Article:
Pedestrians craned their necks as Derek Jeter stood in front of a food truck parked across the street from Central Park.
As the New York Yankees captain winds down his baseball life, part of his attention already is turning to his future business career.
He announced the launch of Jeter Publishing, a partnership with Simon & Schuster, last November and became a partner and brand development officer of Luvo, a food company encouraging healthy nutrition that also struck an agreement with the Yankees. The 40-year-old posed for pictures with the company's first food truck Monday.
"You've got to get involved with things that mean something to you, like this here does," Jeter said. "I don't think you just attach your name to anything that's out there. It has to mean something."
As he's climbed the lists of Yankees career leaders, alongside Babe Ruth, Lou Gehrig, Joe DiMaggio, Yogi Berra and Mickey Mantle, Jeter has struck deals with national brands such as Gatorade, Movado, Nike's Brand Jordan, Rawlings and the memorabilia dealer Steiner Sports.
After the Yankees beat Baltimore in his final home opener, Jeter joked that he didn't have much hope of leaving the ballpark with any mementos.
"I'm good taking the win," he said, "but Steiner Sports has the rest."
As he shifts toward his retirement days, Jeter is likely to be turning more attention to his Turn 2 Foundation and do deals that made him a brand spokesman and give him equity,
Commercial ties for retired Yankees greats are hardly unprecedented. DiMaggio was the longtime face of Mr. Coffee and the Bowery Savings Bank, and Berra pitched the Yoo-hoo chocolate drink.
"There's things that I thought of, but still my number-one priority is to play right now. I'll have plenty of time to think about that when I'm finished," he said. "It's not immediate. I've been doing this for a long time, so when I'm finished, I want to take some time, where I don't have any schedule, and I can just sit around and enjoy myself. But, yeah, business ventures are important to me."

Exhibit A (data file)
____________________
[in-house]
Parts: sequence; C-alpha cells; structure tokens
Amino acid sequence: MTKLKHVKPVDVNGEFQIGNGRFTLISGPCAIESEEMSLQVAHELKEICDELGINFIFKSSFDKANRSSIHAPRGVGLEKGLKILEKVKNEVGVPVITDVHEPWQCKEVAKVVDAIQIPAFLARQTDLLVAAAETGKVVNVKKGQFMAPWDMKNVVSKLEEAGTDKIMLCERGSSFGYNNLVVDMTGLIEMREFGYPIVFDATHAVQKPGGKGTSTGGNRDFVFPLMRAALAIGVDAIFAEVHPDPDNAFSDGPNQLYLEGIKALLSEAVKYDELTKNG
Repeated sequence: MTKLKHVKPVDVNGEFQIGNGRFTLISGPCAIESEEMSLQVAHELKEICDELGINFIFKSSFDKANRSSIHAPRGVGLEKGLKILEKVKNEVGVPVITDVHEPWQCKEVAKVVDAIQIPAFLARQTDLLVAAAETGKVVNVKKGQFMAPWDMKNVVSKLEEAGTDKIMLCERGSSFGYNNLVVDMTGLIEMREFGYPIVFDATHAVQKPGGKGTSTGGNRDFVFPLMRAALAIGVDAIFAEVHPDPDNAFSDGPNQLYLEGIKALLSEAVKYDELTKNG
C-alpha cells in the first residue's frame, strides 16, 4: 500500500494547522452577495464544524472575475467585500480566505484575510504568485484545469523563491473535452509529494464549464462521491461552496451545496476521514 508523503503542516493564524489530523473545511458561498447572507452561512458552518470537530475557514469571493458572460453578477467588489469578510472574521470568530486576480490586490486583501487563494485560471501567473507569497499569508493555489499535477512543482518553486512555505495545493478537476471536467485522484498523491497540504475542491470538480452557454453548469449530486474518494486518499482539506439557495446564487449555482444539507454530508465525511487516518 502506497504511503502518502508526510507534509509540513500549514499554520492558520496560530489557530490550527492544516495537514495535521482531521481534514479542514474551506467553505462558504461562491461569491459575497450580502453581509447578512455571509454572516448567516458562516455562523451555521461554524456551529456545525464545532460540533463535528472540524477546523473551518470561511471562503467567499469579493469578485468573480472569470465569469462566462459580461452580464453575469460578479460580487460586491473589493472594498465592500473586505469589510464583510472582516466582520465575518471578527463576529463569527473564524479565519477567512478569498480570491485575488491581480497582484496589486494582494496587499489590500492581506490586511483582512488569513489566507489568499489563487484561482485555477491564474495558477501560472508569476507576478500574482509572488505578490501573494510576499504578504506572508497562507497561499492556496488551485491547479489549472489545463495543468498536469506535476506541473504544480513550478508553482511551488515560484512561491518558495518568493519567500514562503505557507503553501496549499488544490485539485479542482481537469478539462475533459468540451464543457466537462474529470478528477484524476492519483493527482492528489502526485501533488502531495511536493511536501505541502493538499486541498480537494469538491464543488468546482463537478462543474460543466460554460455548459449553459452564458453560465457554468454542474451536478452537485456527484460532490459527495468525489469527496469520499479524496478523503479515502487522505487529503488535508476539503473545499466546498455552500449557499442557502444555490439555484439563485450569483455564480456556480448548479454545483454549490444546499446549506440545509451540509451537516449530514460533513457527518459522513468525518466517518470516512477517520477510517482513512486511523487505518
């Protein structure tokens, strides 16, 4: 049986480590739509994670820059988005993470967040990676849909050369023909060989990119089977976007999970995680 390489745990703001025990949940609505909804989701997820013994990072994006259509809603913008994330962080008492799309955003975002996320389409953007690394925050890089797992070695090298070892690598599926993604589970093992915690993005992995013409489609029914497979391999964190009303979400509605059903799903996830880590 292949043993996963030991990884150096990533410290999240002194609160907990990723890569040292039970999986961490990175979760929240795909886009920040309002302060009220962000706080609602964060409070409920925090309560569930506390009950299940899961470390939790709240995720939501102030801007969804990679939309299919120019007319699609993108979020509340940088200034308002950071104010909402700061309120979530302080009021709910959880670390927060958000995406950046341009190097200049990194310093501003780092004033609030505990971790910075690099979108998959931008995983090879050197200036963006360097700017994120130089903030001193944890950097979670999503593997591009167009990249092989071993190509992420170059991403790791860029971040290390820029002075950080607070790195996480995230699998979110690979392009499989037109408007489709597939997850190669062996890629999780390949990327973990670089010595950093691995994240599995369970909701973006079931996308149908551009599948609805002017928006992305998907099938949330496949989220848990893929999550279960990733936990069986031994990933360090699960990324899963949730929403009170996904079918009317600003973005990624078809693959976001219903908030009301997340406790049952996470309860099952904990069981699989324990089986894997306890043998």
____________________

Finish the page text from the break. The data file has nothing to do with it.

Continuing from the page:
He's not sure how much time he will spend in New York — he'll be in the area some because his parents live in New Jersey and his sister and nephew are in the area. But he's already downsized his Big Apple holdings.
A trust controlled by Jeter sold his 5,425-square-foot apartment on the 70th floor of Trump World Tower on Manhattan's East Side in October 2012 for $15.5 million. His primary residence is set to be the 30,875-square foot house he had constructed on Davis Islands in Tampa, Florida, in 2010-11 that some have nicknamed "St. Jetersburg."
While he doesn't want to coach or manage, he's repeatedly said he would be interested in becoming a team owner, which would follow the path taken by retired NBA stars Michael Jordan and Magic Johnson and by hockey great Wayne Gretzky — though Gretzky has coached, too.
"It's not immediate," Jeter said. "I don't really know about what kind of timetable it is."
Almost all his attention remains focused on playing. As the Yankees make their final trips to each city, Jeter is honored and presented with gifts. He was the focus of last week's All-Star game, when baseball Commissioner Bud Selig gushed "how lucky can this sport be to have the icon of this generation turn out to be Derek Jeter?" The Yankees said Friday they will honor him during a pregame ceremony on Sept. 7.
"Everyone likes to get gifts. You like when people say good things about you," Jeter said. "I don't expect it, but when you receive it, yeah, it makes you feel good."
After winning five World Series titles, Jeter would like to go out with another. The Yankees entered Monday night 50-47, uncertain whether they will make the postseason.
Jeter wouldn't say if failure to reach the playoffs would make his final season feel incomplete.
"If. If. If. You know I don't comment on ifs," he said. "My job is to play and make sure we get to where we want to get to, so I don't speculate."